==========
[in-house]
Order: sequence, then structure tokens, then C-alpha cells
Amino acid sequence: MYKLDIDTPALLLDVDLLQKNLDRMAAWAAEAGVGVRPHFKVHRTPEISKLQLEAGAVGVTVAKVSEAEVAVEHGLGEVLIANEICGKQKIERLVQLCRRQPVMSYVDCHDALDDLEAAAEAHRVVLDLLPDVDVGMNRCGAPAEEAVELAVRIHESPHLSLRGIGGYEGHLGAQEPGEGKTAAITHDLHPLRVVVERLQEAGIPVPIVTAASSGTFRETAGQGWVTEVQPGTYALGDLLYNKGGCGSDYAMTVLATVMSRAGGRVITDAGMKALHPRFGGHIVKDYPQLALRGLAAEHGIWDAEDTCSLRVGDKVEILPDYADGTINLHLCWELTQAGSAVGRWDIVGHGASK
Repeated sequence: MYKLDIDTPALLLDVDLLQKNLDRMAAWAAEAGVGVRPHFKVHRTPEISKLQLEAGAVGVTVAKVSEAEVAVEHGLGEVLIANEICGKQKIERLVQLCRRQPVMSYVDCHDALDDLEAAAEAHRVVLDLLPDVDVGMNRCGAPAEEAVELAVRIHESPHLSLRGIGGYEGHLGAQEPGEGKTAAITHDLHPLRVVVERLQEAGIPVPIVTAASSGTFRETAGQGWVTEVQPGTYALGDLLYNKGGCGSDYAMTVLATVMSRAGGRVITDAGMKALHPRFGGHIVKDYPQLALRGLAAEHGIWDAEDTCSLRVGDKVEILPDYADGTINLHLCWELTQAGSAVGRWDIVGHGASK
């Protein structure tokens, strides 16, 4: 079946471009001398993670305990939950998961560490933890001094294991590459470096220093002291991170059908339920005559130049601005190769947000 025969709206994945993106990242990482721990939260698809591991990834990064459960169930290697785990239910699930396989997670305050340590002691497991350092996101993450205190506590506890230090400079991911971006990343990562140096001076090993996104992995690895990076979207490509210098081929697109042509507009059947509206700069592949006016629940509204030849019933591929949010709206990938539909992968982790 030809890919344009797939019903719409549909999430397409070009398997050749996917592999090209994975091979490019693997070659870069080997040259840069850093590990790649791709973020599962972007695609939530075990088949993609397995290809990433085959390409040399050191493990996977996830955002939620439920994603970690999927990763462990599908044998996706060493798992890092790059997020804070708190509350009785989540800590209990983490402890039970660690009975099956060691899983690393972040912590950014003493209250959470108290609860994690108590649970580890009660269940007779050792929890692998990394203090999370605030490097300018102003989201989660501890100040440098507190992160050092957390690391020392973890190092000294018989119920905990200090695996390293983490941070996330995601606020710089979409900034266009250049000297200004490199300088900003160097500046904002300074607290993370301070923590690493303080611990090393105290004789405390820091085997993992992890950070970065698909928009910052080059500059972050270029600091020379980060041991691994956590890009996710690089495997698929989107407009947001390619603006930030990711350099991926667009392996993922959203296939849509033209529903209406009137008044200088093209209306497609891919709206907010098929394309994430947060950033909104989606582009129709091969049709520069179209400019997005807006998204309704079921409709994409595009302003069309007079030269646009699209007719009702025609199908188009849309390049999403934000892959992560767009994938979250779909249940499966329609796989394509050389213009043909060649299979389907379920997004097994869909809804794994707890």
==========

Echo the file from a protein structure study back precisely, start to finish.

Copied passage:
[in-house]
Order: sequence, then structure tokens, then C-alpha cells
Amino acid sequence: MYKLDIDTPALLLDVDLLQKNLDRMAAWAAEAGVGVRPHFKVHRTPEISKLQLEAGAVGVTVAKVSEAEVAVEHGLGEVLIANEICGKQKIERLVQLCRRQPVMSYVDCHDALDDLEAAAEAHRVVLDLLPDVDVGMNRCGAPAEEAVELAVRIHESPHLSLRGIGGYEGHLGAQEPGEGKTAAITHDLHPLRVVVERLQEAGIPVPIVTAASSGTFRETAGQGWVTEVQPGTYALGDLLYNKGGCGSDYAMTVLATVMSRAGGRVITDAGMKALHPRFGGHIVKDYPQLALRGLAAEHGIWDAEDTCSLRVGDKVEILPDYADGTINLHLCWELTQAGSAVGRWDIVGHGASK
Repeated sequence: MYKLDIDTPALLLDVDLLQKNLDRMAAWAAEAGVGVRPHFKVHRTPEISKLQLEAGAVGVTVAKVSEAEVAVEHGLGEVLIANEICGKQKIERLVQLCRRQPVMSYVDCHDALDDLEAAAEAHRVVLDLLPDVDVGMNRCGAPAEEAVELAVRIHESPHLSLRGIGGYEGHLGAQEPGEGKTAAITHDLHPLRVVVERLQEAGIPVPIVTAASSGTFRETAGQGWVTEVQPGTYALGDLLYNKGGCGSDYAMTVLATVMSRAGGRVITDAGMKALHPRFGGHIVKDYPQLALRGLAAEHGIWDAEDTCSLRVGDKVEILPDYADGTINLHLCWELTQAGSAVGRWDIVGHGASK
């Protein structure tokens, strides 16, 4: 079946471009001398993670305990939950998961560490933890001094294991590459470096220093002291991170059908339920005559130049601005190769947000 025969709206994945993106990242990482721990939260698809591991990834990064459960169930290697785990239910699930396989997670305050340590002691497991350092996101993450205190506590506890230090400079991911971006990343990562140096001076090993996104992995690895990076979207490509210098081929697109042509507009059947509206700069592949006016629940509204030849019933591929949010709206990938539909992968982790 030809890919344009797939019903719409549909999430397409070009398997050749996917592999090209994975091979490019693997070659870069080997040259840069850093590990790649791709973020599962972007695609939530075990088949993609397995290809990433085959390409040399050191493990996977996830955002939620439920994603970690999927990763462990599908044998996706060493798992890092790059997020804070708190509350009785989540800590209990983490402890039970660690009975099956060691899983690393972040912590950014003493209250959470108290609860994690108590649970580890009660269940007779050792929890692998990394203090999370605030490097300018102003989201989660501890100040440098507190992160050092957390690391020392973890190092000294018989119920905990200090695996390293983490941070996330995601606020710089979409900034266009250049000297200004490199300088900003160097500046904002300074607290993370301070923590690493303080611990090393105290004789405390820091085997993992992890950070970065698909928009910052080059500059972050270029600091020379980060041991691994956590890009996710690089495997698929989107407009947001390619603006930030990711350099991926667009392996993922959203296939849509033209529903209406009137008044200088093209209306497609891919709206907010098929394309994430947060950033909104989606582009129709091969049709520069179209400019997005807006998204309704079921409709994409595009302003069309007079030269646009699209007719009702025609199908188009849309390049999403934000892959992560767009994938979250779909249940499966329609796989394509050389213009043909060649299979389907379920997004097994869909809804794994707890």